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What are reasonable accommodations?

On Behalf of | Jul 5, 2023 | Employee Law, Federal Employment Law, Reasonable Accommodation

The federal government is one of the largest employers in the United States. Under federal law, it must provide equal opportunity for all employees, including people with disabilities. To that end, the government must provide reasonable accommodations for employees who qualify as disabled under the law and ask for reasonable accommodations.

Reasonable accommodations are changes to a disabled employee’s work environment or duties that allows them to perform their essential job functions despite their disability.

Examples of reasonable accommodations

Reasonable accommodations can vary vastly depending on the employee, their disability and their job responsibilities. Examples of reasonable accommodations include:

  • Changing the office environment to make it easier for the employee to work
  • Providing help with technology the employee uses to do their job
  • Providing flexible work arrangements consistent with the employee’s needs
  • Providing changes in the employee’s job duties to accommodate their disability
  • Providing individualized training and support to assist the employee perform better

Fostering a work environment that understands and welcomes employees with disabilities is critical because it is required by law. However, it can sometimes be challenging.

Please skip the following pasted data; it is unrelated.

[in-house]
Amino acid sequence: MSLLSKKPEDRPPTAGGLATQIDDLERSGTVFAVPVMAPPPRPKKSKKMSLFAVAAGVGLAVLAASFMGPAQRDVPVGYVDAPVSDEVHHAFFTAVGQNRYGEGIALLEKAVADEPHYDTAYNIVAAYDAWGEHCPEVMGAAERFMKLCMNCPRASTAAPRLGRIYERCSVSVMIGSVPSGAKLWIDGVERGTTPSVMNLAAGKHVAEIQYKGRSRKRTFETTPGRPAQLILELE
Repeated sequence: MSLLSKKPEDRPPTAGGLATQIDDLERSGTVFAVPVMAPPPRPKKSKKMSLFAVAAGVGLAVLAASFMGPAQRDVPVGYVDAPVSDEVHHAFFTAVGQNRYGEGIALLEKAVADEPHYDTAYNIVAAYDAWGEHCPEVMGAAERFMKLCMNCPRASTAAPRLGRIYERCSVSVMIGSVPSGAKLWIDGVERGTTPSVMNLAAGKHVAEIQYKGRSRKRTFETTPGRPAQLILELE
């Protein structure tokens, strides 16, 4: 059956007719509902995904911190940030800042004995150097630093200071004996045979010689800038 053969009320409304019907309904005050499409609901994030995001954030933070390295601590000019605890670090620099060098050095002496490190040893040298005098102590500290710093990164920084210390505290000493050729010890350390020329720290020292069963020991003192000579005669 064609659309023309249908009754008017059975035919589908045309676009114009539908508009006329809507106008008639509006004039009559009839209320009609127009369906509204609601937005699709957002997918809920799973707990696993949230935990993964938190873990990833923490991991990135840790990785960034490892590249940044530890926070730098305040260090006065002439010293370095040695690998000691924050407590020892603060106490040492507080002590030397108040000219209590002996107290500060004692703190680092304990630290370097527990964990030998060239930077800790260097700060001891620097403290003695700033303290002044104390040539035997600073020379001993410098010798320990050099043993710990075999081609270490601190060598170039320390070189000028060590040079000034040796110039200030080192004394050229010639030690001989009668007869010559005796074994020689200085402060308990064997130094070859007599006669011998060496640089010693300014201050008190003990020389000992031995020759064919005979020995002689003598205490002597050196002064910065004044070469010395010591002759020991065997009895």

What supervisors can do

Supervisors can counter these challenges by promoting disability awareness and inclusivity in their departments and teams. By fostering an environment where there is awareness, the employer is following the law and creating a more inclusive environment for everyone in the workplace.

There are things that employers can do to help integrate employees who are not disabled with employees who are. These activities support the goals of inclusivity and promoting empathy.

Legal limits of reasonable accommodations

It is essential to mention that reasonable accommodations are limited under the law. Employers are required to provide these accommodations for employees only if doing so does not result in undue hardship for the employer, which means significant difficulties or costs that interfere with the employer’s operations.

Ultimately, even though the burden of providing reasonable accommodations often falls on the employer, the aim of these laws is to protect people from discrimination, to allow more Americans to participate in the workforce and to expand awareness of the many different kinds of disabilities that exist.


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